Written answers

Wednesday, 26 October 2016

Department of Health

Vaccination Programme

Photo of Michael Healy-RaeMichael Healy-Rae (Kerry, Independent)
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138. To ask the Minister for Health his views on a matter (details supplied) regarding the HPV vaccine; and if he will make a statement on the matter. [32326/16]

Photo of Simon HarrisSimon Harris (Wicklow, Fine Gael)
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The HPV vaccine, which was introduced in 2010, protects girls from cervical cancer when they are adults. It is available free of charge from the HSE for all girls in the first year of secondary school. Each year in Ireland around 300 women are diagnosed with cervical cancer and there are approximately 70 deaths per year. The HPV vaccine protects against two high risk types of HPV that cause 73% of all cervical cancers.

I am aware of claims of an association between HPV vaccination and a number of conditions experienced by a group of young women. I want to provide assurances to these young women and their families that they are eligible to seek medical attention and to access appropriate health and social care services, irrespective of the cause of their symptoms. The HSE are currently developing a care pathway for young people who are experiencing these types of symptoms and will be in a position to facilitate access to specialist services tailored to the needs of each individual.

It appears that some girls first suffered symptoms around the same time that they received the HPV vaccine, and understandably some parents have connected the vaccine to their daughter's condition.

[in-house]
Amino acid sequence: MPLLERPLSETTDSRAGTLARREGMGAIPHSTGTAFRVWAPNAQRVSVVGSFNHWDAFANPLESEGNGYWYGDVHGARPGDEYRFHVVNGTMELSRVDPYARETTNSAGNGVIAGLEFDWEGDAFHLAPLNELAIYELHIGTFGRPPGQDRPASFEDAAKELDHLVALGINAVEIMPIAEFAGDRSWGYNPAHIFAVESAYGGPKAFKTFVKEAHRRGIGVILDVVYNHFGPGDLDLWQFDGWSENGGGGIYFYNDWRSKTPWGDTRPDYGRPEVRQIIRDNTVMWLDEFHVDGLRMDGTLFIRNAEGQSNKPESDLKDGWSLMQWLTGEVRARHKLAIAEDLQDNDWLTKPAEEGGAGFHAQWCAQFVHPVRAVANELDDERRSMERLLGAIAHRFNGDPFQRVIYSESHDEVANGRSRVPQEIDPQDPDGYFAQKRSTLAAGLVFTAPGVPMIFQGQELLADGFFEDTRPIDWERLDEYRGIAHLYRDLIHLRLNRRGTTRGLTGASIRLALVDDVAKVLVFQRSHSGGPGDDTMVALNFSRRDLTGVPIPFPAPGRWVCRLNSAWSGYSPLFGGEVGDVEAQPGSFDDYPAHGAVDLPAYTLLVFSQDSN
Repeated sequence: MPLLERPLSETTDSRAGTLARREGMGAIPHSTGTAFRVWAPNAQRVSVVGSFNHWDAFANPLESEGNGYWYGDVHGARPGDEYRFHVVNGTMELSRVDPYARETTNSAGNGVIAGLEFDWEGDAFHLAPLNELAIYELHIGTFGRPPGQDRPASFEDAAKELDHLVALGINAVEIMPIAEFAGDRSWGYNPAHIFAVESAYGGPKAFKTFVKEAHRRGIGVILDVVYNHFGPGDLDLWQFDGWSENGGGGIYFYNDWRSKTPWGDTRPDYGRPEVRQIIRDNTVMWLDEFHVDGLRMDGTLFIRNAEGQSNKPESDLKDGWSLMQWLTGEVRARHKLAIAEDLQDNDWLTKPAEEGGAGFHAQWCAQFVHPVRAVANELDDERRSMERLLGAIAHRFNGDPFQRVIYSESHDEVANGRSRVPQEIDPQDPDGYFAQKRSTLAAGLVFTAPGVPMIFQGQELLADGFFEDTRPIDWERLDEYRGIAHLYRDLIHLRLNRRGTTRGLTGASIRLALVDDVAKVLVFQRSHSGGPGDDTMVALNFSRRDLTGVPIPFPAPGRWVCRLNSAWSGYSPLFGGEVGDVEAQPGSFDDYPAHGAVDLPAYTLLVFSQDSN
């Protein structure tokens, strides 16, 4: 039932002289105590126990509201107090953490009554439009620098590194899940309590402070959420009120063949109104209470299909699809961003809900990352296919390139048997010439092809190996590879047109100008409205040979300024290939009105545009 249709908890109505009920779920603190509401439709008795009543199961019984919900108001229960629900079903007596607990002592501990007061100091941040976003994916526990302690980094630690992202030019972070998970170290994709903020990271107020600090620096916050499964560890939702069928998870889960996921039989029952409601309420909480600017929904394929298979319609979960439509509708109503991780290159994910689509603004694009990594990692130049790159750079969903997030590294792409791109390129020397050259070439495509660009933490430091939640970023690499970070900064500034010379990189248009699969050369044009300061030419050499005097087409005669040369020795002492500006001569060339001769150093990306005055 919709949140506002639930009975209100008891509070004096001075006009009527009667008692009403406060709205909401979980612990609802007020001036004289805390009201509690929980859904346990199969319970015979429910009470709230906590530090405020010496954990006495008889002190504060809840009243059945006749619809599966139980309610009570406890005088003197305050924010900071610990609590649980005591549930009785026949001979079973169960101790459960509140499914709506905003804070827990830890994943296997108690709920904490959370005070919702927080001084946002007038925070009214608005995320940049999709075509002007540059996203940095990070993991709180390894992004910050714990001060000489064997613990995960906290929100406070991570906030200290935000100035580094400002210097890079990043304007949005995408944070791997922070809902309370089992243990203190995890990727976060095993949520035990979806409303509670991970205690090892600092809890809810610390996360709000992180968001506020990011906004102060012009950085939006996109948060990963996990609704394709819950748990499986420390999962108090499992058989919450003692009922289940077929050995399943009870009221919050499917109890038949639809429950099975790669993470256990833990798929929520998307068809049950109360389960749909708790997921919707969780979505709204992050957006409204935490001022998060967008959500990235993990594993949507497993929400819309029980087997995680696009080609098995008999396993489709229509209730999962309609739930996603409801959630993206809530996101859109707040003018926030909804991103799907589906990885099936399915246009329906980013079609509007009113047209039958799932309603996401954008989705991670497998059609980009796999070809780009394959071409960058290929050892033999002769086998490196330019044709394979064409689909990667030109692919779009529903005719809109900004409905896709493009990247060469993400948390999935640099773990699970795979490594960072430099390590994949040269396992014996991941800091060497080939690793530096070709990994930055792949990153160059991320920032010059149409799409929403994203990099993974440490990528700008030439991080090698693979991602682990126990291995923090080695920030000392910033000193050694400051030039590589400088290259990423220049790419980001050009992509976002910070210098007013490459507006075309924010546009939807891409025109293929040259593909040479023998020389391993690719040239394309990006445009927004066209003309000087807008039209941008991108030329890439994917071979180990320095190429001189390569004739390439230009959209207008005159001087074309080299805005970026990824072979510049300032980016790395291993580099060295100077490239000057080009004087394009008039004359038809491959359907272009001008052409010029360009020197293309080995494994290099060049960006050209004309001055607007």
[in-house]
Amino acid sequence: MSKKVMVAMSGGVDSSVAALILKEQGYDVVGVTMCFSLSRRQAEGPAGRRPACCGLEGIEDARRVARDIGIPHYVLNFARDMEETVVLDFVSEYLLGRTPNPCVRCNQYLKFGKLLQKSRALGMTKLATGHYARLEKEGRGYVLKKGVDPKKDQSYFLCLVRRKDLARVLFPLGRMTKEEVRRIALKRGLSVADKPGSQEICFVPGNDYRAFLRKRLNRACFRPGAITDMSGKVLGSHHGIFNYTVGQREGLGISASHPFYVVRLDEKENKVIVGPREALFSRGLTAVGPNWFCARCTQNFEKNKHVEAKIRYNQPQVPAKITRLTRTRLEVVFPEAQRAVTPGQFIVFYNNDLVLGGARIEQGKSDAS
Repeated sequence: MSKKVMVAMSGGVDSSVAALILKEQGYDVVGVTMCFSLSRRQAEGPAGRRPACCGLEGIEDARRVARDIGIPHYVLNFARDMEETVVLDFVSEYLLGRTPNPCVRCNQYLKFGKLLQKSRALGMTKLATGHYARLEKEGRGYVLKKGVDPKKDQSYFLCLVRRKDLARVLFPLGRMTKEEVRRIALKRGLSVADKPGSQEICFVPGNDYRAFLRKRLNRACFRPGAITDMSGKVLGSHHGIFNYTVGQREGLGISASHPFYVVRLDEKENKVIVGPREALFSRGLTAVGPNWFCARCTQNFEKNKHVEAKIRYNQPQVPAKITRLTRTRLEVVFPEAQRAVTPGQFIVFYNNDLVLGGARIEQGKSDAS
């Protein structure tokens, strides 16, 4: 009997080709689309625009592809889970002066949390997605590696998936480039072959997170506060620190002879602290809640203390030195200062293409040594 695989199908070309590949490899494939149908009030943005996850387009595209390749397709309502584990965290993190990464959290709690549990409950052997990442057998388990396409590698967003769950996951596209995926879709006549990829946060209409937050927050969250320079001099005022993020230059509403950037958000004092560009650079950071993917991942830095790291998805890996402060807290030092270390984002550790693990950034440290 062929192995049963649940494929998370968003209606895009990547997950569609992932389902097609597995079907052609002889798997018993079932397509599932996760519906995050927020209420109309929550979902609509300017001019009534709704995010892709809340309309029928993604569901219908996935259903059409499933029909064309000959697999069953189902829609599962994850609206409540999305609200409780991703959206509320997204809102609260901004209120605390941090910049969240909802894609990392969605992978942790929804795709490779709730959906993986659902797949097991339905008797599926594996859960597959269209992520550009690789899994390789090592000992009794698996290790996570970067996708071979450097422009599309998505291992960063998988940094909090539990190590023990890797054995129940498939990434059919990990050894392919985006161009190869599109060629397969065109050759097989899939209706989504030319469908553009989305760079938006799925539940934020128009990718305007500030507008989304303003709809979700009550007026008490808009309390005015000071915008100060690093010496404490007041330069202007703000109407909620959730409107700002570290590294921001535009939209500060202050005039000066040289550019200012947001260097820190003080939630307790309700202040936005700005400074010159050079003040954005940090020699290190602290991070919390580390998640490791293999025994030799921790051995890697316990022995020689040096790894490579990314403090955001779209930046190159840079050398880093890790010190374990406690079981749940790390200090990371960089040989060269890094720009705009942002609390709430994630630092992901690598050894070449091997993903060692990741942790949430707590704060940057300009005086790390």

The vaccine used in the school immunisation programme is Gardasil and over 220,000 girls have received this vaccine since its introduction. Gardasil is a fully tested vaccine which was licensed by the European Medicines Agency in 2006.

While no medicine, including vaccines, is entirely without risk, the safety profile of Gardasil has been continuously monitored since it was first authorised nationally and at EU level.

In November 2015 the European Medicines Agency (EMA) completed a detailed scientific review of the HPV vaccine. The review, in which the Health Products Regulatory Authority participated, focused on two conditions, complex regional pain syndrome and postural orthostatic tachycardia syndrome. The review found no evidence of a causal link between the vaccine and the two conditions. On 12 January 2016 the European Commission endorsed the conclusion of the EMA stating that there is no need to change the way HPV vaccines are used or to amend the product information which is now binding in all member states.

Healthcare professionals are advised to continue using HPV vaccines in accordance with the current product information and I would encourage all young women to receive this important cancer preventing vaccine.


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